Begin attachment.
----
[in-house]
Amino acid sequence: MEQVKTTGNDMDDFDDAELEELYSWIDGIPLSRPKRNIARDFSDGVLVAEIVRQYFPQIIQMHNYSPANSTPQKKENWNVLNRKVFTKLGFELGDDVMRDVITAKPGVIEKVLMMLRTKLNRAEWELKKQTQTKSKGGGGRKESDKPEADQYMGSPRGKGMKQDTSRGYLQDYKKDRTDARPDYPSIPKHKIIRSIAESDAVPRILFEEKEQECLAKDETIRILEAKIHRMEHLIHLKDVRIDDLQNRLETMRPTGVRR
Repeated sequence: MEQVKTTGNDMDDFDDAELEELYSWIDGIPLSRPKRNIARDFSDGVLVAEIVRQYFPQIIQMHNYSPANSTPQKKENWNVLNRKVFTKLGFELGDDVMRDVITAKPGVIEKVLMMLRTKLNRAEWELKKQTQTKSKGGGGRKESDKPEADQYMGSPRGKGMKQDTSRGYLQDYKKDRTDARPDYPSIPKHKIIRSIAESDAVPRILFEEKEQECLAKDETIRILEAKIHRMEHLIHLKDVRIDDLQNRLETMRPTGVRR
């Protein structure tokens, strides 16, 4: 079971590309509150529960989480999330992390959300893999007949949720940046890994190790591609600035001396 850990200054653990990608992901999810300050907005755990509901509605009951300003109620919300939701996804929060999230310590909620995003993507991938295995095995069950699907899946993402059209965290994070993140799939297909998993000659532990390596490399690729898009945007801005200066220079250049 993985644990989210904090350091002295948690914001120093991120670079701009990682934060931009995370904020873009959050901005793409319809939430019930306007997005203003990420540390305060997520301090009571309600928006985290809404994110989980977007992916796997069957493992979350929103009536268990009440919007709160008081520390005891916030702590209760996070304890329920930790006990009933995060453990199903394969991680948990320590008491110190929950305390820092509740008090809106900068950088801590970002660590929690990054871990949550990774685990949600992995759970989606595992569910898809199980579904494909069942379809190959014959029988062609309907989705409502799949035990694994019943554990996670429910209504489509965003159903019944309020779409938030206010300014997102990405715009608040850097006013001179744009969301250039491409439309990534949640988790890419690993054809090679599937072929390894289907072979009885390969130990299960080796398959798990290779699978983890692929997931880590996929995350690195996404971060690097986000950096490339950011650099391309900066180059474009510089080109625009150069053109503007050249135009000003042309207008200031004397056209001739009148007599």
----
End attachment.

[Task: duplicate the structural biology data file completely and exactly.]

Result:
[in-house]
Amino acid sequence: MEQVKTTGNDMDDFDDAELEELYSWIDGIPLSRPKRNIARDFSDGVLVAEIVRQYFPQIIQMHNYSPANSTPQKKENWNVLNRKVFTKLGFELGDDVMRDVITAKPGVIEKVLMMLRTKLNRAEWELKKQTQTKSKGGGGRKESDKPEADQYMGSPRGKGMKQDTSRGYLQDYKKDRTDARPDYPSIPKHKIIRSIAESDAVPRILFEEKEQECLAKDETIRILEAKIHRMEHLIHLKDVRIDDLQNRLETMRPTGVRR
Repeated sequence: MEQVKTTGNDMDDFDDAELEELYSWIDGIPLSRPKRNIARDFSDGVLVAEIVRQYFPQIIQMHNYSPANSTPQKKENWNVLNRKVFTKLGFELGDDVMRDVITAKPGVIEKVLMMLRTKLNRAEWELKKQTQTKSKGGGGRKESDKPEADQYMGSPRGKGMKQDTSRGYLQDYKKDRTDARPDYPSIPKHKIIRSIAESDAVPRILFEEKEQECLAKDETIRILEAKIHRMEHLIHLKDVRIDDLQNRLETMRPTGVRR
């Protein structure tokens, strides 16, 4: 079971590309509150529960989480999330992390959300893999007949949720940046890994190790591609600035001396 850990200054653990990608992901999810300050907005755990509901509605009951300003109620919300939701996804929060999230310590909620995003993507991938295995095995069950699907899946993402059209965290994070993140799939297909998993000659532990390596490399690729898009945007801005200066220079250049 993985644990989210904090350091002295948690914001120093991120670079701009990682934060931009995370904020873009959050901005793409319809939430019930306007997005203003990420540390305060997520301090009571309600928006985290809404994110989980977007992916796997069957493992979350929103009536268990009440919007709160008081520390005891916030702590209760996070304890329920930790006990009933995060453990199903394969991680948990320590008491110190929950305390820092509740008090809106900068950088801590970002660590929690990054871990949550990774685990949600992995759970989606595992569910898809199980579904494909069942379809190959014959029988062609309907989705409502799949035990694994019943554990996670429910209504489509965003159903019944309020779409938030206010300014997102990405715009608040850097006013001179744009969301250039491409439309990534949640988790890419690993054809090679599937072929390894289907072979009885390969130990299960080796398959798990290779699978983890692929997931880590996929995350690195996404971060690097986000950096490339950011650099391309900066180059474009510089080109625009150069053109503007050249135009000003042309207008200031004397056209001739009148007599």